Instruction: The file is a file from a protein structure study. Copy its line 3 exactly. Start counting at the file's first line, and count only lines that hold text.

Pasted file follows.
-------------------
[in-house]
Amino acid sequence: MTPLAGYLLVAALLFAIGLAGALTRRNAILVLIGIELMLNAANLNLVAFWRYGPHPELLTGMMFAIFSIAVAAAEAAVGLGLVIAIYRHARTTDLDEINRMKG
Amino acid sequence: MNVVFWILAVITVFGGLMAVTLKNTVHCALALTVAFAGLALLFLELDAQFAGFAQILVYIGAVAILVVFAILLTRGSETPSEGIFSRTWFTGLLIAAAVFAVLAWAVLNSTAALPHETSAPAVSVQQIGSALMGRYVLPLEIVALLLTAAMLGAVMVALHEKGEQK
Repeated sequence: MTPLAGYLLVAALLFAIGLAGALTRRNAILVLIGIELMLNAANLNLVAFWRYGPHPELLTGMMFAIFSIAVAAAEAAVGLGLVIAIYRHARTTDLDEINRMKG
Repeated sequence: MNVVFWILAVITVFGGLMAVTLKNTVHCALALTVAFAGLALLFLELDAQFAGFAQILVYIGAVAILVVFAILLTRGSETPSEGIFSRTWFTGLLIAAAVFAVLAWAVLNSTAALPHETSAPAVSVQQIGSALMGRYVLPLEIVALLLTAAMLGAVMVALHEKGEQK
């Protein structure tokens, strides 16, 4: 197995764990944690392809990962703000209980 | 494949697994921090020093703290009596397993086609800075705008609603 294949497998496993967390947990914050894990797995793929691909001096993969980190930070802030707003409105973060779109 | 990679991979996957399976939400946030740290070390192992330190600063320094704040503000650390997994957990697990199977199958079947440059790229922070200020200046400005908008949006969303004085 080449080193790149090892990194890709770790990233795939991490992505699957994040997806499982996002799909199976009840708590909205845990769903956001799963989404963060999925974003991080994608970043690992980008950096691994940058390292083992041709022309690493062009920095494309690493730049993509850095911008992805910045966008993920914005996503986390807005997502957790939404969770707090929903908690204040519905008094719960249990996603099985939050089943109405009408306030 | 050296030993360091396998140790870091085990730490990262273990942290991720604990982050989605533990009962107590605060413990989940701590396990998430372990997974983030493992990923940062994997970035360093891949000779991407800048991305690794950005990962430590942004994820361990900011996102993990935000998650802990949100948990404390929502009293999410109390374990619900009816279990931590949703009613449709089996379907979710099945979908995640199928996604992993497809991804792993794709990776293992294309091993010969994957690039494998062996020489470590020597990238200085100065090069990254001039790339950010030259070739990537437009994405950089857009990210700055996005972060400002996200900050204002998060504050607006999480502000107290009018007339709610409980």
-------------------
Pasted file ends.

Amino acid sequence: MNVVFWILAVITVFGGLMAVTLKNTVHCALALTVAFAGLALLFLELDAQFAGFAQILVYIGAVAILVVFAILLTRGSETPSEGIFSRTWFTGLLIAAAVFAVLAWAVLNSTAALPHETSAPAVSVQQIGSALMGRYVLPLEIVALLLTAAMLGAVMVALHEKGEQK